Few indie artists, even those at the height of their fame, can claim to have ever had a year quite as good as Japanese Breakfast’s 2021. Last year, it seemed as if the New York-based songwriter and musician, real name Michelle Zauner, had the Midas touch: first, she published, Crying in H Mart, which appeared on the New York Times bestseller chart; weeks later, she released Jubilee, a triumphant and critically acclaimed third record that sought to add some hard-won positivity to her thoughtful, cerebral indie rock. To cap it all, she put out a soundtrack for acclaimed indie video game Sable, and received a coveted best new artist nomination at the Grammys.
When Zauner takes the stage at London’s Hackney Church, then, she’s appropriately jubilant, clad in an ornate all-white outfit that splits the difference between lederhosen and the ribbony garb of Princess Serenity in Sailor Moon. Or, perhaps, she’s just thrilled to see the large turnout on a chilly Wednesday night. “We never did very well over here,” she tells the audience. “I guess we had to cancel three shows to get your attention, but we’re glad you’re here.”
Zauner is flanked by a five-piece band that includes saxophone and violin, and which features her husband Peter Bradley – endearingly jamming out like he’s the Slash in a weeknight Guns N’ Roses cover band – on keyboards and guitar. About half the setlist is drawn from Jubilee, and although most songs feel lush and resplendent as they do recorded, a few falter: set opener Paprika, about the grand thrill of performing to a crowd, feels muted without its rich brass section; Kokomo, IN, loses some of its mellifluous warmth.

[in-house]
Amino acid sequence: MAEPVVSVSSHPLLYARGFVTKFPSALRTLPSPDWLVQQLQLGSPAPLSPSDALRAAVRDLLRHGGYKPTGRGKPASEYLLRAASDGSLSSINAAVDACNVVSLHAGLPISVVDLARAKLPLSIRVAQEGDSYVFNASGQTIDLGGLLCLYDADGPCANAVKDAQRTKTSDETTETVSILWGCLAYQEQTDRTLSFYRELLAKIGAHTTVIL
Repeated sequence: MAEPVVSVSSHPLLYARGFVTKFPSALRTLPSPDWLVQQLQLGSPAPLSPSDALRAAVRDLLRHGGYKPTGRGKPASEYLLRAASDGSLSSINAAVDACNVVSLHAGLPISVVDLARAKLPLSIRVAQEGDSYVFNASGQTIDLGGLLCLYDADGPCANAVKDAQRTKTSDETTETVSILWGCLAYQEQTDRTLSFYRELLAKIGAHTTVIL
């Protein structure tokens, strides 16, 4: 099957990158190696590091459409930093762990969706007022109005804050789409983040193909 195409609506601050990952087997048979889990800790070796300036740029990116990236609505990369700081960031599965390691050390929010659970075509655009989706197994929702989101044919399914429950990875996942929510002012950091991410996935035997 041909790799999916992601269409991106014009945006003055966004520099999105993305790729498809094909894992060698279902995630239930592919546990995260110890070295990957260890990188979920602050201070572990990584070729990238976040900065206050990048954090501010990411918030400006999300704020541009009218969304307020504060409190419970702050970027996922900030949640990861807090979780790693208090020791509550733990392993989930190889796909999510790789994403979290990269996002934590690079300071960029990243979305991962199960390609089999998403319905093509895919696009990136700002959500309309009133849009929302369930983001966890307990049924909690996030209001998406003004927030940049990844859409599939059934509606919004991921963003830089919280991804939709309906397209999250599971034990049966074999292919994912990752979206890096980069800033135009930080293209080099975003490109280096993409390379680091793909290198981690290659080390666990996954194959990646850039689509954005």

Less ornate songs, like the sparkling 80s throwback Be Sweet and tracks from 2016’s Psychopomp and 2017’s Soft Sounds from Another Planet, fare better. Road Head, in particular, sounds spectacular performed by a full band, the song’s originally minimal arrangement built out into a spacious, spacey jam, while the icy, programmed beat of Jubilee track Posing in Bondage is booming and embodied.
Zauner is a charismatic, energetic host, and her onstage banter is sharp and funny; aside from joking about her band’s previous cancelled shows, she also introduces Savage Good Boy as “a song about the 1975” after saying it’s about the billionaire class. (Zauner collaborated with the band on their latest album.) Although the crowd is fairly sedate, perhaps appropriately for a weeknight in a church, she still demands at least some kind of interaction as the show ends: “I was wondering if you guys could do a quick jump with me?” she asks during Slide Tackle. The crowd obliges – Zauner still has some of that Midas touch.